Jason Maina & Maddie Gaughan. Photo: YPAS

Our Town

By Thornton Wilder
Directed by Brian Hinds

Review by Keith Waits

Entire contents are copyright © 2018 Keith Waits. All rights reserved.

Thornton Wilder’s Our Town should seem dated, a snapshot of an America from more than 100 years ago, frozen in time. No doubt many see it that way; a homily to a simpler time, the essence of nostalgia. Except that the truth of the play is that Wilder’s perspective is darker, more introspective, and far more universal than that easy assumption. It is a fine example of the overused label timeless masterpiece.

The classic three-act structure divides the story efficiently into three phases of life, but the economy in the writing never seems overly tidy. The Stage Manager is a Chorus but also an Everyman figure that allows an extraordinary level of identification for the audience. The time and place are the early 1900’s in Grover’s Corners New Hampshire, but the experience of daily routine and unspoken social contract reach beyond those details. We follow two families, the two oldest children in particular, as they play, court, and marry, and meet various other citizens of the town. The Stage Manager provides details of the political and racial make-up: mostly Republican and “English Brachiocephalic stock”, which pretty much means White Anglo-Saxon; a description made more interesting by bi-racial casting.

All of this lends the story certain innocence in the first two acts, but Wilder anchors any propensity for melodrama with a somber final act. As likely as it is that anyone reading this will be familiar with the play, you won’t find spoilers here. Audience members in front of me seemed to be, incredibly, encountering the play for the first time, and that just underscores why it is always worth revisiting.

Director Brian Hinds stages with an eye for the traditional. The empty stage is open to the back wall and allows the slightly cavernous space to suggest the physical and emotional space surrounding these characters. Ladders, a table or two, and several chairs are the only setting, although Jen Groseth’s lighting design is beautifully employed, as is her very subtle sound design; each effective used judiciously.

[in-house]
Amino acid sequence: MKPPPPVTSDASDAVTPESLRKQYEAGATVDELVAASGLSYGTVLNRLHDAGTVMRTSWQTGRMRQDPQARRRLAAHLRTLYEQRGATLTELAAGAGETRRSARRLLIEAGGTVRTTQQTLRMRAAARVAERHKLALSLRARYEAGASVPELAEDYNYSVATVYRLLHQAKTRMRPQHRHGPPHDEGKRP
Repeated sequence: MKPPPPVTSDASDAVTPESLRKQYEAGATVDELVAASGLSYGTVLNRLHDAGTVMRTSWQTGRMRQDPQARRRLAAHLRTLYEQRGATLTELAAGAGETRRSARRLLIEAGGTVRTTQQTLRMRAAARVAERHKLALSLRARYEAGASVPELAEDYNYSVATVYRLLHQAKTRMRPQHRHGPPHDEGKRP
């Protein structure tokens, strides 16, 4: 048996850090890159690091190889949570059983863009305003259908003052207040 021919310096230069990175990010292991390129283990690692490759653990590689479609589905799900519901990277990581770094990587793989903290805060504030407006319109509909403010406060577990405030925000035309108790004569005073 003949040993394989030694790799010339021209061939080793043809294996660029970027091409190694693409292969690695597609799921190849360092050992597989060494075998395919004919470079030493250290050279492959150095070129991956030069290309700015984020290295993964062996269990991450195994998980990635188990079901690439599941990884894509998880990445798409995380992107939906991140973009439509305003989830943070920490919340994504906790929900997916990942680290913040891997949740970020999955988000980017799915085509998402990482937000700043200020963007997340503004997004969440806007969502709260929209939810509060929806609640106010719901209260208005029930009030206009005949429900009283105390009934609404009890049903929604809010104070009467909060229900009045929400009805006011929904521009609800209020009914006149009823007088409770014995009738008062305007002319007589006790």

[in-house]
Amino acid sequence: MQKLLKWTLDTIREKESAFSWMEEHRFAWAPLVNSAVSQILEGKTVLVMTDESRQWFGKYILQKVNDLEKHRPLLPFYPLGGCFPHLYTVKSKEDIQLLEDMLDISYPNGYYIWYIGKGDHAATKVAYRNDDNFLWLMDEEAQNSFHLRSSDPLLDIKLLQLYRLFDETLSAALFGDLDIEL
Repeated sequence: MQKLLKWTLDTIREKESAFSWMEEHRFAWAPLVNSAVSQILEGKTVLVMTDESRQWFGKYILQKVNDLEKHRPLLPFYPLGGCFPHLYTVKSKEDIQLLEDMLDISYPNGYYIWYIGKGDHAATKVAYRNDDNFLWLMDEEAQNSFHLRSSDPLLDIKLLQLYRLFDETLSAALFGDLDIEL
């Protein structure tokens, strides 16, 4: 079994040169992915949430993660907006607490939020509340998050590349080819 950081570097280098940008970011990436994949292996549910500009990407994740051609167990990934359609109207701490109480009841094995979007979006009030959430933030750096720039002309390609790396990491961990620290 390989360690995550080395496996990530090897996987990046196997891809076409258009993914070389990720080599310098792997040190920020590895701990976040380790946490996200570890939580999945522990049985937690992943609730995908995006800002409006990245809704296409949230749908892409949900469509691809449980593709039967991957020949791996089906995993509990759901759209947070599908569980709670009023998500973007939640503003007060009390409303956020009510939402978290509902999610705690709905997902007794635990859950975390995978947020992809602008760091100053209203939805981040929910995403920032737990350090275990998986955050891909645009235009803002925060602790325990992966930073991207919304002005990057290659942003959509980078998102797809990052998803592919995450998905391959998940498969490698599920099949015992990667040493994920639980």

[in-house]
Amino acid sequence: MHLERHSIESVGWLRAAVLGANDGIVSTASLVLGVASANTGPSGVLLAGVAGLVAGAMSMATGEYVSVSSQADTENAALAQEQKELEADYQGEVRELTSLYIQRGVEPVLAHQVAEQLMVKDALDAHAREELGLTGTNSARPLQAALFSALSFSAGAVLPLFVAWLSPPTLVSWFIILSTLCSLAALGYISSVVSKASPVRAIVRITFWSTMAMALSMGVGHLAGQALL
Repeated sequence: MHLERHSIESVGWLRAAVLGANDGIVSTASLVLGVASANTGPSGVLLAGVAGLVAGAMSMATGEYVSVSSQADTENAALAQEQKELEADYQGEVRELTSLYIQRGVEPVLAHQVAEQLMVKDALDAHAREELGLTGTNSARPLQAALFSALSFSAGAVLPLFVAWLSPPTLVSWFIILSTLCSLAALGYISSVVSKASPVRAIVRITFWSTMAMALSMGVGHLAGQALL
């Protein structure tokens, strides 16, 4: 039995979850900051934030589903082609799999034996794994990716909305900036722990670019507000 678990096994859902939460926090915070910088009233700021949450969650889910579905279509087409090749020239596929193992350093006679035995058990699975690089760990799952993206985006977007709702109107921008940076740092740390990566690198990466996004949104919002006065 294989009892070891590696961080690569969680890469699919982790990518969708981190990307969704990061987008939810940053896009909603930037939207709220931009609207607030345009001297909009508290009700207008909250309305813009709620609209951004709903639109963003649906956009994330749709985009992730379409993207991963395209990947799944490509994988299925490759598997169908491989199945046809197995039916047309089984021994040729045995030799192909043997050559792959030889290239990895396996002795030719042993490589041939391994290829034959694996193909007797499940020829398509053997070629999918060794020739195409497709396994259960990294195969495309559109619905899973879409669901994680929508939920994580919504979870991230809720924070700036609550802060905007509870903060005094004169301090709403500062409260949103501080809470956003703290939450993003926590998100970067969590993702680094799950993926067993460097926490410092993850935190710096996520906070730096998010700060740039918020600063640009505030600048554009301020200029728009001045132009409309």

Ava Panagopoulos is the first female Stage Manager I have encountered, and she is measured in her authority, a confident and unhurried presence. Even though the setting is the called-for early 20th century, Hinds has dressed the character in male clothing from 300 years earlier, raising the enticing suggestion that the Stage Manager is a timeless figure dating from the earliest English settlers, forever and always telling the story of Grover’s Corners.

Unity of purpose is nicely realized throughout the ensemble. Movement and dialogue are given consistent approach. But Maddie Gaughan’s Emily Webb was perhaps the most developed character, and every emotion was discovered and rendered with purpose. I also found Mailk Smith’s Doc Gibbs compelling in his stillness and understated playing. Jason Maina was his son, George, all youthful exuberance and sweet, boyish charm, and the fact that the two actors are roughly the same age belies the father-son relationship so effectively captured. I also enjoyed Alex Amaya’s nicely tempered Simon Stimson, a character so easily overplayed.

As for the others, there was nary a misstep among them. Marissa Teague and Ava Duvall were very fine as Mrs. Gibbs and Mrs. Webb, respectively, and if Wilder’s work is dated, it could be argued that it is in the depiction of women. Yet Emily is clearly the more dominant, intelligent character in the romance with George, something emphasized in Ms. Gaughan’s performance. And the casting of a woman as the Stage Manager also provides a meaningful balance.

Does Our Town speak to our current moment in time? When Mrs. Gibbs explains that everyone should travel abroad because “…you ought to see a place where they don’t speak English and don’t even want to,” the line resonates. And the idea that a Black Doc Gibbs is an expert on the American Civil War at the height of Jim Crow in the United States is also not lost. Mr. Hinds doesn’t force any of this. He doesn’t have to. Whether or not such choices were entirely intentional or the result of the expediency of YPAS casting protocols doesn’t matter. We cannot help but bring our world into the theatre and the theatre informs our understanding of tomorrow.

Our Town

September 21, 22, 28, & 29 @ 7:00pm

Youth Performing Arts School
1517 South Second Street
Louisville, KY 40208


Keith Waits is a native of Louisville who works at Louisville Visual Art during the days, where he is Managing Editor of their Artebella blog, and host of LVA’s Artebella On The Radio on WXOX-FM 97.1/ ARTxFM.com. But spends most of his evenings indulging his taste for theatre, music and visual arts. His work has appeared in Pure Uncut Candy, TheatreLouisville, and Louisville Mojo. He is now Managing Editor for Arts-Louisville.com.